“Cripple in what?” asked Tek. “Mind or body? Besides, compared to you, I fit the word without qualifiers. It’s almost as if I’m human.”
One advantage of the Progenitor knowing Tek’s soul was that Tek figured the jab, once thought, was as good as said.
“I said you would pass,” said the Progenitor. “I accept your delusion. The next trial is a sacrifice. Everyone who joins us must offer something. Initiation rituals are important, even for someone of your will. You must know how much you have given up to be my hand. You will be nowhere near as effective, otherwise.”
“Make me a hybrid,” said Tek. “Make me like Morok, so I can mourn that I was not able to be a better friend. Take my body, do whatever you want to it, take it from me entirely, put me in a computer, split my soul in two-- I will suffer anything, and gladly. You know this.”
“I will keep you just as you are, Tek of Zhadir’,” said the Progenitor. “I think I will go after your brother.”
Tek stayed externally composed, but he imagined that for something like the Progenitor, he might as well have not bothered. The Progenitor, returning to looking like a dream version of his mother, nodded along.
“I will offer a choice,” said the Progenitor. “To make your decision as painful as possible. It is not, ‘give me Sten, or die.’ It will be, ‘give me Sten, or go back to the way things were.’ In the option where you back out, I will restore K-3423-H1. Put the re’eef back, and all the other animals, plants, fungi, etcetera. Resurrect facsimiles of all the dead. Many of these facsimiles may be the real thing, by your estimation. Just as there are competing human standards of death--easier with the heart than the brain--the standards by which my kind judges end are pushed to the limit further still. You can have all this, be restored to the jungle, with Sten. I will even throw in a boon and make it so he will not die of illness. I will force you alone to keep your memories, of course, so you will always know. I will take the pod and the Paradise, and I will close a dome around the world, that pretends to be the sky, so nothing will enter or leave until long after you are dust. But you will be as happy as you could possibly be on that planet. You will probably get to retake Ba’am.”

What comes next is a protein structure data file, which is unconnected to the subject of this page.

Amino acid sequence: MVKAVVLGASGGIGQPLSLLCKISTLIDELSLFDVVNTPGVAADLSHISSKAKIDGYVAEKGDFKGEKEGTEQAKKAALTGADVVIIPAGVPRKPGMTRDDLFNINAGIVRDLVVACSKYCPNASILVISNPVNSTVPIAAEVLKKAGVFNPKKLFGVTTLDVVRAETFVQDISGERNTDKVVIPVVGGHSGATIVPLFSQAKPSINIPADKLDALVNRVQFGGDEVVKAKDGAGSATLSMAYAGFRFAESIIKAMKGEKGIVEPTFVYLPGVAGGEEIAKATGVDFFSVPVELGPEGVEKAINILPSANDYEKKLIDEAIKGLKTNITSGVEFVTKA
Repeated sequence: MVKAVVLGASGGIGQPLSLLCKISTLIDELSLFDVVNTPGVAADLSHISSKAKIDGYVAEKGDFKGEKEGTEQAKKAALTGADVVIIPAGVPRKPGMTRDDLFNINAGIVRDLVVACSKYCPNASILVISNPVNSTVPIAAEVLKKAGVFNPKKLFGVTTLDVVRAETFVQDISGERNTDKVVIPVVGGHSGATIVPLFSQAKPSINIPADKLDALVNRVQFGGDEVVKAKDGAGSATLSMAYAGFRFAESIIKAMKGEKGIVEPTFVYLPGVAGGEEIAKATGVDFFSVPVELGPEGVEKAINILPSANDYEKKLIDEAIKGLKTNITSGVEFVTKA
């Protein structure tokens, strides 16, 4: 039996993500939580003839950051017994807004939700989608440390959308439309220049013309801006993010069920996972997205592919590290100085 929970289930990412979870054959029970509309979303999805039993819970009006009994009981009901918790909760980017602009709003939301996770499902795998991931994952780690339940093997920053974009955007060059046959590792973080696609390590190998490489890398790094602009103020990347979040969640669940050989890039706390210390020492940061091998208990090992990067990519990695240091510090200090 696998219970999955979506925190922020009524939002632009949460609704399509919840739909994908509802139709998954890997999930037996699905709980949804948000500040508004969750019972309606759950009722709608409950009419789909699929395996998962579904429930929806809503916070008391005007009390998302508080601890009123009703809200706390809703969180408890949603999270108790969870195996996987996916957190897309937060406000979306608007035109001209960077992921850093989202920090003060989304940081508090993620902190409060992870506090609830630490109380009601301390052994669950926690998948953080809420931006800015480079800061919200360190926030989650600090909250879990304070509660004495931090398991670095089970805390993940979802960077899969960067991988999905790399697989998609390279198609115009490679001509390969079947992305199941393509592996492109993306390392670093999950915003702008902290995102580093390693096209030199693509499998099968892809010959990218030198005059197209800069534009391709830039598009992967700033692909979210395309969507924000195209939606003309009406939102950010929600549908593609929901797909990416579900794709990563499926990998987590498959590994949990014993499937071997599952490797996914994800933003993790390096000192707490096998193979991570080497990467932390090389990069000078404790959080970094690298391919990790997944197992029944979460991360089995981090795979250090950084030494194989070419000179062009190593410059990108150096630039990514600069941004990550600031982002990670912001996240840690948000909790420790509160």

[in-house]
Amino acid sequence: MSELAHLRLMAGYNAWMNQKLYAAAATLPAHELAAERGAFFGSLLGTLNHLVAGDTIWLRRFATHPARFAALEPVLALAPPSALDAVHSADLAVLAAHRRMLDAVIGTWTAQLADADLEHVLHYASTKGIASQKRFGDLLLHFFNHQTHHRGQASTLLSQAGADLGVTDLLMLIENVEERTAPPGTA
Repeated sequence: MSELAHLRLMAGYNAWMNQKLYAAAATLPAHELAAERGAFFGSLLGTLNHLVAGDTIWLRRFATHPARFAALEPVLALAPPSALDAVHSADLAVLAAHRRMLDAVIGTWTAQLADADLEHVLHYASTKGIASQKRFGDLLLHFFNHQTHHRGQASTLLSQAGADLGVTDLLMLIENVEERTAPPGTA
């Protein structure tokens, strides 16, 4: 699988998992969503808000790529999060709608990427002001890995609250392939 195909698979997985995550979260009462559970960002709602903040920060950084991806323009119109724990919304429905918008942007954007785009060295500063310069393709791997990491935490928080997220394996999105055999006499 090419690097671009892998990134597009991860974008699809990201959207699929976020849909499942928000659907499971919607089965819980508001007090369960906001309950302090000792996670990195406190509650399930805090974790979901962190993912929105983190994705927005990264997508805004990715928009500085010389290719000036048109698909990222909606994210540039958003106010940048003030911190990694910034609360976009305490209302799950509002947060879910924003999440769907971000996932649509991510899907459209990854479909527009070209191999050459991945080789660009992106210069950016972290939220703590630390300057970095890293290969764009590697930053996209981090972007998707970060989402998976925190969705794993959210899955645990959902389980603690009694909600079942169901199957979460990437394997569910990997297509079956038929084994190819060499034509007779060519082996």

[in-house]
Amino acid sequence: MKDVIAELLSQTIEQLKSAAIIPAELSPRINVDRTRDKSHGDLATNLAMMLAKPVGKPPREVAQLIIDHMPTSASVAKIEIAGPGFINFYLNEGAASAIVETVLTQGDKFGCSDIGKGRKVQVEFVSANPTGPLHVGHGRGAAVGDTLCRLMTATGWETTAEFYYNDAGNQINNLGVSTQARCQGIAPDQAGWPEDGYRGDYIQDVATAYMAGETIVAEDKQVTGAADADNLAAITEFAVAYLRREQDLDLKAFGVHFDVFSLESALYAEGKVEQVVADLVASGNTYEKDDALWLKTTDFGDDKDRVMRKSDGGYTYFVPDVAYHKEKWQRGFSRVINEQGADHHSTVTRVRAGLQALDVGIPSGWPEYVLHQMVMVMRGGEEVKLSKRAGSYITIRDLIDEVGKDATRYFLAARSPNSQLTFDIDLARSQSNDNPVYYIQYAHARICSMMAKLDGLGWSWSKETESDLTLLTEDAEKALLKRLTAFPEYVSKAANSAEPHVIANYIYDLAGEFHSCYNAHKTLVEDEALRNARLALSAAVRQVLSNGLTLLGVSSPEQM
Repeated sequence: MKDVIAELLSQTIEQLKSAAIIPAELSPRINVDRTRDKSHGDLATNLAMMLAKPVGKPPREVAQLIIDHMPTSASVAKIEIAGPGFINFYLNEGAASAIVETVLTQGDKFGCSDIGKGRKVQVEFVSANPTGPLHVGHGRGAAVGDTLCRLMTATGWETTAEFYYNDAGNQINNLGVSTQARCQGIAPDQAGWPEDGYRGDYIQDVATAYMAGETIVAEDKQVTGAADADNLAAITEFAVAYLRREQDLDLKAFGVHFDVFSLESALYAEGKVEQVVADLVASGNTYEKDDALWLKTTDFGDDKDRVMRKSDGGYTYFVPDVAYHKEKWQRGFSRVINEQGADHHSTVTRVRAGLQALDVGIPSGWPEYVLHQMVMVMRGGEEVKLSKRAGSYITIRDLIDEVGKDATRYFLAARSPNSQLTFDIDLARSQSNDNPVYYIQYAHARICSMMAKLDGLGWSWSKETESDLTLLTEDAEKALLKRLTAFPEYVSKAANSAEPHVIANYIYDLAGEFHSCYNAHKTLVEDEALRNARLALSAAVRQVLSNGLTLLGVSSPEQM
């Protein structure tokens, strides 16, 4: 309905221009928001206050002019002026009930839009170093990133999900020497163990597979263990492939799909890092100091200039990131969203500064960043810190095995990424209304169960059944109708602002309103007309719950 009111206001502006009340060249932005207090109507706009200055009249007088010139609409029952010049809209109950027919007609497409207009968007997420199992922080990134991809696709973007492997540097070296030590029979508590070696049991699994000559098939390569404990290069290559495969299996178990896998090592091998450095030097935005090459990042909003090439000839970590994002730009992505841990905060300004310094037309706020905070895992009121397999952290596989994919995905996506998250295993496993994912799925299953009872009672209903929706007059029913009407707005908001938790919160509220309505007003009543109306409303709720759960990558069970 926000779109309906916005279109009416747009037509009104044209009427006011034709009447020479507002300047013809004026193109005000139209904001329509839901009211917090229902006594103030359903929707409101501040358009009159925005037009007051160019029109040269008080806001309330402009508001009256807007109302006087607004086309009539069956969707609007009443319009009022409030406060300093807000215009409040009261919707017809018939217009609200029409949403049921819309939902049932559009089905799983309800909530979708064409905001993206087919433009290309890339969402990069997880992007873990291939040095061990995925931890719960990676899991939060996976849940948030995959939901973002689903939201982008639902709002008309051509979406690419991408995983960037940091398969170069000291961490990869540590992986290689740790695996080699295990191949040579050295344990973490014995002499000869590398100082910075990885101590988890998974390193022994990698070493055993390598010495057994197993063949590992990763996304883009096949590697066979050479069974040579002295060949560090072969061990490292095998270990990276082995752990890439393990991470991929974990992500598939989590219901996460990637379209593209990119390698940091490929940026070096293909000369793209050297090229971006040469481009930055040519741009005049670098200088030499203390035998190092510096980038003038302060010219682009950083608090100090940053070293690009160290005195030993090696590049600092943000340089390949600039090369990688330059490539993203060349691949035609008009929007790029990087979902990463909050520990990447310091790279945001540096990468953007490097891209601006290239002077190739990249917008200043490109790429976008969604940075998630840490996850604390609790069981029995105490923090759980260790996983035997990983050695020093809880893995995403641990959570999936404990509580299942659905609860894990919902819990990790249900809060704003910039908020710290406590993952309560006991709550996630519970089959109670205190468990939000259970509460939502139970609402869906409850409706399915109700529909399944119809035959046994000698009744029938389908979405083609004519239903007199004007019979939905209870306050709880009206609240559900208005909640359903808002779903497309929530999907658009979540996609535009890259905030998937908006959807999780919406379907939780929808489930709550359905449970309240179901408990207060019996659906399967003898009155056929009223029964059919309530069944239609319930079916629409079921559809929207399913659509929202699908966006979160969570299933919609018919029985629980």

“I cannot say if he will be your grandfather,” said the Progenitor. “My standards are different than yours. But he will certainly think he is Aratan. I will undo every bit of the suffering that came with the Gyrfalcon, and his death counts.”